It’s no question that sexual abuse can leave survivors in distress. Sadly, many still live with their trauma, even when they’re no longer in danger. The trauma survivors experience, whether they were abused one time or 100 times, can be so intense that some develop post-traumatic stress disorder (PTSD) as a result.
The condition can negatively affect multiple aspects of a person’s life, even if all they want is to move on. According to one study, 45% of survivors displayed symptoms of PTSD.
PTSD can make life more challenging for survivors
PTSD from sexual abuse can lead to physical, emotional and mental symptoms that can cause issues in their daily lives. Those can include:
- Traumatic flashbacks to encounters with their abuser
- Nightmares about the abuse or the abuser
- Intrusive thoughts about the abuser
- Difficulty concentrating at work, school or home
- Intense triggers fueled by smells, tastes, touches or sounds that remind them of the abuse
- Constant hypervigilance
- Strong emotional outbursts (random fits of anger or crying)
- Extreme fear or distrust of others, including loved ones
- Head/body aches
- Avoidant behaviors
According to VeryWell Health, some survivors with PTSD may engage in various coping mechanisms. While no survivor handles their trauma similarly, some methods can be unhealthy or present themselves in opposite extremes. For example, they say some survivors may avoid sex entirely while others engage in frequent or risky sexual encounters. They also say survivors with PTSD may abuse substances to numb their symptoms.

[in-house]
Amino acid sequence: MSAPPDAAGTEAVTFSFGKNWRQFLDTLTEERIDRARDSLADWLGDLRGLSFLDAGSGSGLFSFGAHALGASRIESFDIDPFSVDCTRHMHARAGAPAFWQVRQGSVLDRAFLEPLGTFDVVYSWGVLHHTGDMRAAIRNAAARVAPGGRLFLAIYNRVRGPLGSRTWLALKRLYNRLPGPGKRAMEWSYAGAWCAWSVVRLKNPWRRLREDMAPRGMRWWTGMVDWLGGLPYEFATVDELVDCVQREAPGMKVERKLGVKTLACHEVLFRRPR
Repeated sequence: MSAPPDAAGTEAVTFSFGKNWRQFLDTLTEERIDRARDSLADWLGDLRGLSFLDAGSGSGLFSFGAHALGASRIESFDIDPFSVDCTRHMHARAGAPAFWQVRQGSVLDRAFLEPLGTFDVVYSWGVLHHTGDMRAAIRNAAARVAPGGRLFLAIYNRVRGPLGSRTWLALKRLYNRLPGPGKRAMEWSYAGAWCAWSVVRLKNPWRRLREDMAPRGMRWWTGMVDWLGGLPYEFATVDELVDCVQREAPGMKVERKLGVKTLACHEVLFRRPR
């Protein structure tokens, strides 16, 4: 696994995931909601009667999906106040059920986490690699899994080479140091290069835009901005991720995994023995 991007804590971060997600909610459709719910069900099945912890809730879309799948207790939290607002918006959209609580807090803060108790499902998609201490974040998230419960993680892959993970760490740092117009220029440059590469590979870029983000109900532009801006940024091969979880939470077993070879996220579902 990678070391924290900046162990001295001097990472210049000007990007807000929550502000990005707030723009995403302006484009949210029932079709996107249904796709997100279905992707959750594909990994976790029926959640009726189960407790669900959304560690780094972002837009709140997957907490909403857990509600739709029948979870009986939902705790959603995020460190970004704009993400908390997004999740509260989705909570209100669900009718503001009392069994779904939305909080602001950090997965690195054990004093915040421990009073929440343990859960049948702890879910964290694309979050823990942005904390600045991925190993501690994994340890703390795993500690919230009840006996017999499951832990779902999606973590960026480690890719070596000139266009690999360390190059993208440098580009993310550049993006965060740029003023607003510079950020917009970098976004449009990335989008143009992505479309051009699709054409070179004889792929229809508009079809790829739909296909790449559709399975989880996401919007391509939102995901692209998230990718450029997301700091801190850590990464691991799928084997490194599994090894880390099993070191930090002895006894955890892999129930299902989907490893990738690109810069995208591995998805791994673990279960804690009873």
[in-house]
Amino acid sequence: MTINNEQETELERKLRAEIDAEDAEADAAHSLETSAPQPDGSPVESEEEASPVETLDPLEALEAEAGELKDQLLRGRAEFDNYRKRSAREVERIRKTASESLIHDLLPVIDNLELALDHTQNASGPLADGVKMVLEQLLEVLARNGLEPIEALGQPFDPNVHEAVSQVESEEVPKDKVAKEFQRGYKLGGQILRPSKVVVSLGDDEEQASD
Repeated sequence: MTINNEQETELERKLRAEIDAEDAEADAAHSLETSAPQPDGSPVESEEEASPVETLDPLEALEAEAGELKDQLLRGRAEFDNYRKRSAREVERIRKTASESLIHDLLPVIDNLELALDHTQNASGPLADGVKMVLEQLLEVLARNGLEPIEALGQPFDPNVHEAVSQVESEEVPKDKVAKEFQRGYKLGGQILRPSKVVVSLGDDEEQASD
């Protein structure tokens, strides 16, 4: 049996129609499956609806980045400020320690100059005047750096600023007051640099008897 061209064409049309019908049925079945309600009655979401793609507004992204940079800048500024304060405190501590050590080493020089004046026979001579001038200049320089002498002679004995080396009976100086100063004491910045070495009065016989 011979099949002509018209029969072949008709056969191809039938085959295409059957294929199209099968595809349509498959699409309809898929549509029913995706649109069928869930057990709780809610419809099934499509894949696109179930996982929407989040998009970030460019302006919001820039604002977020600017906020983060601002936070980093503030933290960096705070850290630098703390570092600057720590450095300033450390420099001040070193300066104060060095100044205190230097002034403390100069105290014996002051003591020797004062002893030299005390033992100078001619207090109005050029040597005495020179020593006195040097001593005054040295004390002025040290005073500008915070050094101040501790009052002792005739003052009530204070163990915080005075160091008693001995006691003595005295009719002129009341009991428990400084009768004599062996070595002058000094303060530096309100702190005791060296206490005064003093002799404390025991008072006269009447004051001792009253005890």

Is there help available for survivors with PTSD?
As the link between sexual abuse and PTSD becomes more apparent, more resources and therapies are available to survivors. Health care professionals say there is no cure for PTSD, but that survivors can treat it if they find effective care from a licensed professional. If your loved one is a survivor with PTSD, your support and encouragement are crucial. Providing an open ear and offering help when they want it can go a long way.
Living a fulfilling life is still possible after abuse
PTSD can stay with survivors long-term. However, they can still lead enjoyable and meaningful lives while addressing their past trauma. Whether that includes PTSD treatment or getting their day in court, survivors deserve compassion and assistance from the people they love most.